So with this in mind, let's simplify a bit what Fred Ruffy of Trade-Alert reported on Jan. 9 as headlined above, and say that a trader purchased a huge block of VIX February 16 calls , but he/she also sold the same quantity of VIX February 20 calls to create a bullish call spread. And if you are familiar with the dynamics of bullish call spreads, you know there are two major takeaways from this strategy:

  1. By selling the further out-of-the-money option, your cost for entering the position is reduced.

  2. By selling the further out-of-the-money option, your profit potential for the trade is not theoretically unlimited as would be the case if you had purchased a plain vanilla call option, but it is instead truncated, because you have in effect sold away all the gain potential above the strike price of the further out-of the-money option.

So why -- in the wake of my preamble singing the very real virtues of plain vanilla option buying in January 2014 -- are VIX players instead buying bullish call spreads and truncating their profit potential?

The short answer is because volatility-based options are quite the different animal from price movement-based options, and in fact, volatility-based options are not so very cheap. But I much prefer the comments of my colleague, Todd Salamone, when it comes to assessing the motives of these VIX options traders:

"I see this type of (bullish call) spread in the VIX pits daily, and the popularity of this strategy reflects what I heard at the Options Industry Conference a couple years ago. Portfolio managers began whining about the cost of 'portfolio protection' programs (consisting of expensive VIX call options that regularly expired worthless). I think option strategists at brokerage firms have heard the portfolio managers to the point they've developed strategies (such as the bullish call spread) that I liken to protecting only the kitchen and risking the entire house burning down."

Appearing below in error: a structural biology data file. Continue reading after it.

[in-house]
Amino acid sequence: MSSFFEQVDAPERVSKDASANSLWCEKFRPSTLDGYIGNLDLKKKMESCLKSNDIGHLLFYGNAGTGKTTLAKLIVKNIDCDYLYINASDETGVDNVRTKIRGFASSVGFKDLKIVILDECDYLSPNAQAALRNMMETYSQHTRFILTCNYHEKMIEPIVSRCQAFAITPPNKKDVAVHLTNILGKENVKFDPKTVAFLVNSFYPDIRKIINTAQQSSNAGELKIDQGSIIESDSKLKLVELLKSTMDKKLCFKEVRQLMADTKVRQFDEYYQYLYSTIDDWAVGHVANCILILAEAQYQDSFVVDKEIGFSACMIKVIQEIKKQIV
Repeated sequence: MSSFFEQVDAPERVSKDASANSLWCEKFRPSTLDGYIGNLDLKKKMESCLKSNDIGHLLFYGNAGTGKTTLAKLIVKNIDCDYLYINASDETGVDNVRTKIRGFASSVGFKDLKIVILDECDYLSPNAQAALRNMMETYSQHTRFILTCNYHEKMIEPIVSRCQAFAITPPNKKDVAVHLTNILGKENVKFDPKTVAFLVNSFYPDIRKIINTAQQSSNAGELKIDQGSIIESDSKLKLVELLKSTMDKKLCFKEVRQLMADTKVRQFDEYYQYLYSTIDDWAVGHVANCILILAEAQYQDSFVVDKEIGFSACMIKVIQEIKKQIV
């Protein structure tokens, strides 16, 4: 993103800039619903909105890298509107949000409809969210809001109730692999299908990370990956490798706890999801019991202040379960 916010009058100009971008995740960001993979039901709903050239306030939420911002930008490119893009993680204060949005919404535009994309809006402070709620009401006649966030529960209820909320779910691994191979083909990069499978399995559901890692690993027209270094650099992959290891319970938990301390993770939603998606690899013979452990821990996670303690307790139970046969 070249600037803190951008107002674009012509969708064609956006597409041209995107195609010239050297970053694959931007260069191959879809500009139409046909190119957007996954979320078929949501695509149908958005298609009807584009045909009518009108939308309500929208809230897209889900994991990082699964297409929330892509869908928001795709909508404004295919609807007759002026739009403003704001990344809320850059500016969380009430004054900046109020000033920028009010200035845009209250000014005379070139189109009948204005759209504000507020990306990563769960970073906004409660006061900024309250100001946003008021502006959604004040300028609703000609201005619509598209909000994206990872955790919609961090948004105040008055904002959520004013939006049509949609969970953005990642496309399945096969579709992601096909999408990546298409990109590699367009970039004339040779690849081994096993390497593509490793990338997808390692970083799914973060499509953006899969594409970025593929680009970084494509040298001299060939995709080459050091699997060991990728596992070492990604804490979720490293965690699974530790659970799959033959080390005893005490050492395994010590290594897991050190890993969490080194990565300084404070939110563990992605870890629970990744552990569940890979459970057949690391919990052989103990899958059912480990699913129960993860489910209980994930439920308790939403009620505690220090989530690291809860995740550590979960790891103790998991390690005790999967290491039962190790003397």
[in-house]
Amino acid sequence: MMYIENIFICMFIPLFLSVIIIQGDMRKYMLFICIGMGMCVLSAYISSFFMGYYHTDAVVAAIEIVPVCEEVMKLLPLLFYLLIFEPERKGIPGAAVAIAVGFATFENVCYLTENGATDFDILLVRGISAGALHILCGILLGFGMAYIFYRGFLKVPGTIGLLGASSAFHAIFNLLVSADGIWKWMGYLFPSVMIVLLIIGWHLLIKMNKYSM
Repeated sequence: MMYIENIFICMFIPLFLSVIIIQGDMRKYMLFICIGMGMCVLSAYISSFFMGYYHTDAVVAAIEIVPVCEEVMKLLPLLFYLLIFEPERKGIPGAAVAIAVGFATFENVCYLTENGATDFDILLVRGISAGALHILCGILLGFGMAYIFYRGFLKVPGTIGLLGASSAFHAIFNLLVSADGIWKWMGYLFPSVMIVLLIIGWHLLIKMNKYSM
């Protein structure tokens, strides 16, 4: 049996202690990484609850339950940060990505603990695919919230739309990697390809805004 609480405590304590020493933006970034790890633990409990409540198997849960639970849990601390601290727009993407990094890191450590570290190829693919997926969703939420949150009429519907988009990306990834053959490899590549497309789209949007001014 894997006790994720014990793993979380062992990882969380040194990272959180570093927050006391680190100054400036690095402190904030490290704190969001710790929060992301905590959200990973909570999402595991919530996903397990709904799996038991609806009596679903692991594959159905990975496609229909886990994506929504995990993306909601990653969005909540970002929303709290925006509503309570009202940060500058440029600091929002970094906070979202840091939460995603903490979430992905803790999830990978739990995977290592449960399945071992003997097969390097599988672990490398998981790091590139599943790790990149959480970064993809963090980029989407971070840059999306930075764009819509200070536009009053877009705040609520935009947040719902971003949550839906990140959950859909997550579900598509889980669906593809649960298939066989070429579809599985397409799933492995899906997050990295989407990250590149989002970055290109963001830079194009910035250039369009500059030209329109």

And to what does that great turn of phrase -- "protecting only the kitchen and risking the entire house burning down" -- translate in our world of options trading?

When you are buying VIX calls to help protect your stock portfolio in the event of a stock market crash -- during which the VIX may soar to 90, or 100, or even higher as investor fear turns to outright panic -- you may not want to readily cap your profits on your protection trade to the 20 area on the VIX. Or (as would be much more applicable to the vast majority of individual option traders), when equity option premium is priced at its current very reasonable level, you don't want to sell a further out-of-the-money option against an option you've purchased and thereby grant to another party all that sweet price movement that might occur beyond the strike price you've sold -- all in the interest of saving a couple of bucks at the outset.

Do you believe the stock you've been so closely tracking is ready to make an outsized move in a few weeks (or a perhaps few months)? Then consider buying a call (or a put), but make sure you buy enough time. But if your conviction isn't there, then don't torture out an options strategy to allegedly accommodate your lukewarm view. Save your money and wait for a legitimate opportunity for potentially multiplying it.